common code that will be shared between the two processors and only
customize a few particular aspects that are different. In this
section there are brief instructions reminding you of the differences
between the processor configurations.
9.1 LEDs and Buttons
You should configure the LEDs and buttons on the 5V Atmel processor.
Note that they are on different pins than on the 3.3V processor.
9.2 Serial Ports
The 5V Atmel processor only has a connector for one UART (UART0). The
other is dedicated to a radio connector slot. We will use this later
in the semester to have radio control of the hoverboard so that you
can operate it remotely. So you only need to configure UART0,
although you are also free to configure UART1. The main difference
between the 5V and 3.3V Atmel is that the 5V processor runs at 20MHz.
Notice in the schematic that the TX pins on the serial ports have
diodes and pull-up resistors. This allows the connection of 3.3V UART
devices to the 5V processor by only allowing the output of 3.3V on the
9.3 Analog to Digital Converter
The 5V Atmel ADC has current monitors and battery voltage monitors as
well as a number of free ADC pins. The configuration of the ADC will
be very similar to that of the 3.3V processor. The main difference is
the clock speed and the fact that AVCC is 5V instead of 3.3V.
9.4 Monitoring Current and Voltage
Look at the first page of the hoverboard schematic. In the lower left
there are two INA196 current monitor chips. These are amplifiers that
multiply the voltage drop over the small value resistors (R32 and R33)
that all of the current must pass through. U6 monitors the current
used by the thrusters and U7 monitors the current used by the rest of
Question: What is the maximum current that can be measured by both
current monitors? Hint: first find the gain of the INA196 and then
note that the maximum voltage the current monitors can output is 5V.
Question: Given that the Atmel has 10 bit ADC resolution, what is the
minimum change in current that it can detect?
Create functions that output the current measured by both current
Question: Can you detect the change in current when you turn on or off
an LED? What if you hold the reset button on the other processor
Overall, it is probably best not to use more than 10 or 15A
continuously for all the thrusters combined. Use the LEDs on the 5V
processor to provide visual feedback as to how much current is being
used. Perhaps the green light could be on if it is less than 10A and
the red light could turn on if you use more than 15A.
Question: Using the current monitor on the thrusters determine and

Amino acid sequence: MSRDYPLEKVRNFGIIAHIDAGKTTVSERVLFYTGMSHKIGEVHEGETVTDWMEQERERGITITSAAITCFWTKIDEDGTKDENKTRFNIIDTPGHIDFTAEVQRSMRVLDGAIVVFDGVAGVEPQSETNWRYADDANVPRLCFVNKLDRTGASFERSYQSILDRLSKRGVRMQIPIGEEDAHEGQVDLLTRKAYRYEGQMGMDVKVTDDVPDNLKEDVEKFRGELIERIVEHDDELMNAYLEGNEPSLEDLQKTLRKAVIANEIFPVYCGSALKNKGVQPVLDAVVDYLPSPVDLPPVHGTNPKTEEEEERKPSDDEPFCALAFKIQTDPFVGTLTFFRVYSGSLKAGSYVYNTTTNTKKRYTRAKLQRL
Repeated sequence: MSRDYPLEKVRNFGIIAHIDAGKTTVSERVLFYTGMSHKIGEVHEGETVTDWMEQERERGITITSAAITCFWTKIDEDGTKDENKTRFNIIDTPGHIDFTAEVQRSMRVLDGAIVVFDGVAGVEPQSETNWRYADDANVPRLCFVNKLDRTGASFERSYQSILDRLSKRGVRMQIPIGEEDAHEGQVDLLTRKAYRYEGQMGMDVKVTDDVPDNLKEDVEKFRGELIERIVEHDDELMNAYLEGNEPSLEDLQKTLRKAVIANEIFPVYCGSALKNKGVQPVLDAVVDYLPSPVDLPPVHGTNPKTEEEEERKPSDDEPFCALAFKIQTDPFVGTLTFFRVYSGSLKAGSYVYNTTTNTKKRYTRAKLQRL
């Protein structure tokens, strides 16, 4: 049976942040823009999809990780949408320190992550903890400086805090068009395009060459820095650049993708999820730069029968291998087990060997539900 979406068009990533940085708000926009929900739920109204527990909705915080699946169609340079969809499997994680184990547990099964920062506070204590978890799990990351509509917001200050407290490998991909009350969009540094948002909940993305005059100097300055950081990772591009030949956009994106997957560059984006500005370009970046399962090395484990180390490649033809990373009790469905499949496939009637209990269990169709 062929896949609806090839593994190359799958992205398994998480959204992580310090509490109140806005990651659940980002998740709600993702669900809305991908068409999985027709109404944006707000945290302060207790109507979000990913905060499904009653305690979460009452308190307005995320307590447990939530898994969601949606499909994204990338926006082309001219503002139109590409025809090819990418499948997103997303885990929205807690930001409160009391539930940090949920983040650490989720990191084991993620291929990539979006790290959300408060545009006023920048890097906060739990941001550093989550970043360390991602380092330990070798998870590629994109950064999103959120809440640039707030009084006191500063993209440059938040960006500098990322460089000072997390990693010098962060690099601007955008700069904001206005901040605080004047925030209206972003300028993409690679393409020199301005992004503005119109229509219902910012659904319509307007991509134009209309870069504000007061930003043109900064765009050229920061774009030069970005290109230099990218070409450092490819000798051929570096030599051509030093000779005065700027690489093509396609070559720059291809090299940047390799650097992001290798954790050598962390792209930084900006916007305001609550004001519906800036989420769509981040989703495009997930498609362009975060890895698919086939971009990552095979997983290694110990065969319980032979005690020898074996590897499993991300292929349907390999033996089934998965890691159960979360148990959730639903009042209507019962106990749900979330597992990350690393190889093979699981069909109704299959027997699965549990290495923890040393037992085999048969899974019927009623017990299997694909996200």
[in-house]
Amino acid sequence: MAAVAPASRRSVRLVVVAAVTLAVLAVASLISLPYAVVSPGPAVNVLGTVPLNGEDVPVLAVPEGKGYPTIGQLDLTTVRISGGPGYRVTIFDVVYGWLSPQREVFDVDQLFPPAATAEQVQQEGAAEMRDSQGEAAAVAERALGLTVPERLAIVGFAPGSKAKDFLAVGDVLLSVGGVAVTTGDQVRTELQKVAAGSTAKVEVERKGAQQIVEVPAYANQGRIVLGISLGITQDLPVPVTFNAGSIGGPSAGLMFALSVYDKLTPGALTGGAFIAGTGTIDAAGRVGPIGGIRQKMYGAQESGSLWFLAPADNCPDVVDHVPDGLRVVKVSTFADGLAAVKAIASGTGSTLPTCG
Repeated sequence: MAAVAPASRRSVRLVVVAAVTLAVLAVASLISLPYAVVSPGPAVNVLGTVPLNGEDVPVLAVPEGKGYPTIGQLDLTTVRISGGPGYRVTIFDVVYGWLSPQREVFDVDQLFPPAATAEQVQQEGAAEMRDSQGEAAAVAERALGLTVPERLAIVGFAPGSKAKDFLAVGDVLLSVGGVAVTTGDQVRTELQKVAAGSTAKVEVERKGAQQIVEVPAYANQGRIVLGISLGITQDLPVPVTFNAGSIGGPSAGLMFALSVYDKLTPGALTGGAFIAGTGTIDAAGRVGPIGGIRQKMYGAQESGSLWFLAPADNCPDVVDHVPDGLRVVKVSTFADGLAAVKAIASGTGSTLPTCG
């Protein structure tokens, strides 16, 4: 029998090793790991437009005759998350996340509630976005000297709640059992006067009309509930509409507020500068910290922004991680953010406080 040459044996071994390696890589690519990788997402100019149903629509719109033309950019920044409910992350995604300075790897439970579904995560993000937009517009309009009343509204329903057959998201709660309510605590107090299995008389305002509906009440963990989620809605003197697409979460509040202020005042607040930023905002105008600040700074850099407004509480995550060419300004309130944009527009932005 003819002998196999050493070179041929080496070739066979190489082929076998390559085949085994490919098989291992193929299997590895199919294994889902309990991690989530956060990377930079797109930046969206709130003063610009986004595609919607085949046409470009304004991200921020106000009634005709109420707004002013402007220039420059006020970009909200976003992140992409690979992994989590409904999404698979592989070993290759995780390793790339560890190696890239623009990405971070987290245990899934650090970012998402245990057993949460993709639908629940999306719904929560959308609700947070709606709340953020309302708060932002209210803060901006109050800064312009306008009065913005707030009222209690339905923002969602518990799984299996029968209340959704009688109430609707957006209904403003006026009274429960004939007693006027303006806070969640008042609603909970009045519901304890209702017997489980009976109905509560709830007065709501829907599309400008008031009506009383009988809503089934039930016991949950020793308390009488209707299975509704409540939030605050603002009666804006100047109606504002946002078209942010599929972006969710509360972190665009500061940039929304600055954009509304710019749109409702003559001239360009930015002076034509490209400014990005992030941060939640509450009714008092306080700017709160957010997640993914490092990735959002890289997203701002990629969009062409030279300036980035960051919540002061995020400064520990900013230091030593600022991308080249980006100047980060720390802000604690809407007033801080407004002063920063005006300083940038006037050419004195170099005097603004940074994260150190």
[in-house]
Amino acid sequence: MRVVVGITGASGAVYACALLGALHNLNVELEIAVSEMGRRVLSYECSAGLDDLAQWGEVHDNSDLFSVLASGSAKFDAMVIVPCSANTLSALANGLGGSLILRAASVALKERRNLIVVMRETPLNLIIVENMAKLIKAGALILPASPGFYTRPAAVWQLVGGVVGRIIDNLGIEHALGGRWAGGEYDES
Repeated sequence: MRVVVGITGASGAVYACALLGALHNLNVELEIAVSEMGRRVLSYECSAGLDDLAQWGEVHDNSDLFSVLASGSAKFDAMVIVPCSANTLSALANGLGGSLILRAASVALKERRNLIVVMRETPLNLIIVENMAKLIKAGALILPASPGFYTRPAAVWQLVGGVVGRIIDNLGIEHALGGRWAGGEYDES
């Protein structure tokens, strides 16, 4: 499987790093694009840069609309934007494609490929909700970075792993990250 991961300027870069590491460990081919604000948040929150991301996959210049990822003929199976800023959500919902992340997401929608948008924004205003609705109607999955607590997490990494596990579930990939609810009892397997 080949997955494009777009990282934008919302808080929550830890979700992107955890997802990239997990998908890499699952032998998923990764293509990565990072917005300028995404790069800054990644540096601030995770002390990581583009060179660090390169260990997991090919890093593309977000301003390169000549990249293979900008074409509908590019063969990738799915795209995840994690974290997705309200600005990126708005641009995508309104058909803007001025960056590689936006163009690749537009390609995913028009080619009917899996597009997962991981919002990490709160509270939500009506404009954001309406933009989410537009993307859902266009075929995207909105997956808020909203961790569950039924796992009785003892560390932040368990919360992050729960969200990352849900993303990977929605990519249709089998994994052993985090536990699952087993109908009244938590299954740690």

report how much current the thrusters use for different PWM levels.
The 5V Atmel also has a voltage monitor circuit using R31 and R34
which form a voltage divider. Write code to convert the raw ADC
reading into a voltage. This will give you the ability to monitor the
battery voltage and, perhaps, shut down thrusters if the battery
voltage drops too low.
Question: What is the maximum battery voltage the 5V Atmel could read?
Question: (Optional) Record and plot the battery voltage readings with
the thrusters off and with one or more on at different levels.
10 To Hand In
You should designate one person from your group as the point person
for this lab (each person needs to do this at least once over the
semester). This person is responsible for organizing and handing in
the report, but everyone must contribute to writing the text. You
should list all group members and indicate who was the point person on
this lab. Your lab should be submitted by email before the start of
class on the due date. A pdf formatted document is preferred.
Your lab report should have an introduction and conclusion and address
the various questions (highlighted as Question: ) throughout the lab in
detail. It should be well written and have a logical flow. Including
pictures, charts, and graphs may be useful in explaining the results.
There is no set page limit, but you should make sure to answer
questions in detail and explain how you arrived at your decisions.
You are also welcome to add additional insights and material to the
lab beyond answering the required questions. The clarity,
organization, grammar, and completeness of the report is worth 20
points of your lab report grade.
Question: Please include your code with the lab report. Note that you
will receive deductions if your code is not reasonably well commented.
You should comment the code as you write it, do not leave writing
comments until the end. I recommend structuring your code such that
for every section of this lab, a different function is called from the
main loop. Then you will be able to comment out just one function to
change between sections in the lab and you won't have to delete
working code from previous parts of the lab.
Question: For everyone in your group how many hours did each person spend on this part and the lab in total? Did you divide the work, if so how? Work on everything together?
Question: Please discuss and highlight any areas of this lab that you
found unclear or difficult.
sometimes optimizations can cause unexpected behaviors. The most
common is that the compiler will remove code that it does not think
or needed. For instance, loops that do not seem to do anything.
This can cause a problem if you wanted to use that loop for a
2Note that the gyro
offset can also be impacted by operating temperature and other
factors that may change over time.
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On 11 Feb 2011, 09:38.